US 2765293 A
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Description (OCR text may contain errors)
William B. Happoldt, Wilmington, Del., assignor to E. I. du Pont de Nemours and Company, Wilmington, DeL, a corporation of Delaware No Drawing. Application August 26, 1953, Serial No. 376,743
2 Claims. (Cl. 260-459) This invention relates to improvements in the field of solid ethylene polymers, and more particularly to modifications of these polymers to prevent them from cracking or splitting when under certain stresses.
In certain commercial applications for solid polymers of ethylene, it has been found that the polymer exhibits a marked tendency to crack or split when subjected to the action of polar organic liquids while under biaxial stress. This tendency has been useful and valuable in the manufacture of powdered polyethylene (U. S. 2,451,743), but it has been detrimental in polyethylene applications where avoidance of splitting and cracking is of prime importance. For example, the phenomenon occurs undesirably in connection with telephone cables which are insulated with ethylene polymers, when polar organic additives have been applied to facilitate slipping the insulated cable through conduits. When cables which have been treated in this manner are bent, the ethylene polymer insulating cover is under biaxial stress, and splitting occurs.
An object of this invention is to provide solid ethylene polymer compositions which resist splitting under biaxial stress when subjected to polar organic media. Another object is to provide a method for modifying these ethylene polymers to make them more useful in applications in which they are liable to be subjected to stress. A further object is to modify pigmented ethylene polymers to prevent such splitting. Other objects will appear from the description of the invention given below.
These objects are accomplished by the provision of a composition comprising solid ethylene polymer containing a small amount of ethylene distearamide.
The action of ethylene distearamide in suppressing the above-described splitting of polyethylene is rather unique, although other closely related amides exhibit a corresponding effect in lesser degree. For example, the simple amides such as stearamide oflfer only slight resistance to splitting and are of no practical value for this purpose. The diabasic acid diamides are quite effective, but only when a relatively high concentration thereof is used.
While the additive described herein may be applied in combination with any solid polyethylene to insure against the splitting and cracking which has just been described, it is obviously most valuable when used with pc-lyethylenes which are of low enough molecular weight to exhibit the splitting and cracking phenomenon in a rather marked degree. The additive is effective even Patented Oct. 2, 1956 with relatively high molecular weight polymers, however, since on prolonged subjection to stress in the presence of a polar organic medium even these polymers exhibit the said phenomenon.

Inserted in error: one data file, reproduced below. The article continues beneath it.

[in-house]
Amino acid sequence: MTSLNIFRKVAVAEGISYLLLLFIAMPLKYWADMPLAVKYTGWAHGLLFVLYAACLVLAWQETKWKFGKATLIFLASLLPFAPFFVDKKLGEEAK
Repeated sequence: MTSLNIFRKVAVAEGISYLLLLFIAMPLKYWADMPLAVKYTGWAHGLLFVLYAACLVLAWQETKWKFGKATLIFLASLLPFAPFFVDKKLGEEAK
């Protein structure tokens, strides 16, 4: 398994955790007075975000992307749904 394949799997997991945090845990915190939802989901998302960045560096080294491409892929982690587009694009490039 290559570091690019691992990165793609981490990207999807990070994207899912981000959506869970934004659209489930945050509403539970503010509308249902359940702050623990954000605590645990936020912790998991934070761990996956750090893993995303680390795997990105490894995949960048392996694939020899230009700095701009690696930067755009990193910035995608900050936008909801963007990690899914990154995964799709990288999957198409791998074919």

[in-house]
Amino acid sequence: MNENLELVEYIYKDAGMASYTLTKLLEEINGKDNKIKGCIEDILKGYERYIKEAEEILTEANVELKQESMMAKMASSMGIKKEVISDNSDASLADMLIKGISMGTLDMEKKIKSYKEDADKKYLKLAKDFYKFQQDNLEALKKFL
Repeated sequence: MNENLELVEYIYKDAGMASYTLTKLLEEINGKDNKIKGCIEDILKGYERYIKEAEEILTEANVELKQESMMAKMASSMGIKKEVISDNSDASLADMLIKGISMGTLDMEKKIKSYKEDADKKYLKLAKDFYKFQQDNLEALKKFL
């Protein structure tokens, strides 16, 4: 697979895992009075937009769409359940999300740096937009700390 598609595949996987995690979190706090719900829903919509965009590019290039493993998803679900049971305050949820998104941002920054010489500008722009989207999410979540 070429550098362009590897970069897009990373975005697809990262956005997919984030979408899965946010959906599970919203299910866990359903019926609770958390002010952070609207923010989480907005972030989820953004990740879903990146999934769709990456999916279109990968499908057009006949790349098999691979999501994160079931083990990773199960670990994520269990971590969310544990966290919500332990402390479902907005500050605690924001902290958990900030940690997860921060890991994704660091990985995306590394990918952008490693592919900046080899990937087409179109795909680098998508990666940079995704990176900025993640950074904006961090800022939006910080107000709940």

The organic media which are most effective in causing undesirable cracking and splitting include alcohols, es pecially the lower alcohols such as methanol and ethanol, acetone, acetic acid, ethyl acetate, and many others. The quantity of this amide required to produce this antisplitting effect is from about 0.5 to 5.0%, based on the weight of the solid ethylene polymer in the composition although it is preferred for most applications to employ from 2% to 3% of the amide. Larger amounts than 5% may be used if desired. 7
The following table shows the efiect to ethylene distearamide in imparting crack resistance to polyethylene. In each instance the modifier was incorporated into the polymer by means of milling rolls. Sheets were molded from the resulting mixtures, to a thickness of 0.125 in. Samples 1.5 in. X 0.5 in. were cut from each sheet, and a 0.75 in. slit, 0.020 to 0.025 in. deep was cut lengthwise, centered on one side of each sample. The samples were bent and inserted in a A in. test tube, with the slit on the outside of the bend. The samples were then subjected to the action of a standard polar medium (a soap solution) at 50 C. The time required for cracking was noted, with results as follows.
Crack resistance of modified polyethylene Percent Time Re- Time. Required Modifier Modifier quired for for Complete First Split Splitting control l to 2 hrs 1 to 2 hrs. 5 Opalwax, hydrogenated 20 hrs ca. 2 days.
Castor oil. 5 paraffin wax 1 hr. 5 Chlorowax 70eh1orinated less than 8 hrs.
parafiin wax. ethylene distearamide 13 days daysz 5 l Intact after ca. 4 months.
It is to be understood that minor amounts of such ingredients as dyestuffs, antioxidants, etc. may be present in the compositions of this invention. In general no modifiers having an essential effect on the crack resistance are necessary, other than ethylene distearamide.
The invention is highly valuable in the manufacture of cables or other articles wherein it is desirable to prevent splitting and cracking of polyethylene by the action of polar liquids when the polyethylene is placed under stress.
1. A composition of matter consisting essentially of polyethylene and 0.5 to 5.0% of ethylene distearamide, based on the weight of polyethylene.
2. A composition consisting essentially of polyethylene and ethylene distearamide, the content of ethylene distearamide being from 0.5 to 25% of the weight of polyethylene.
No references cited.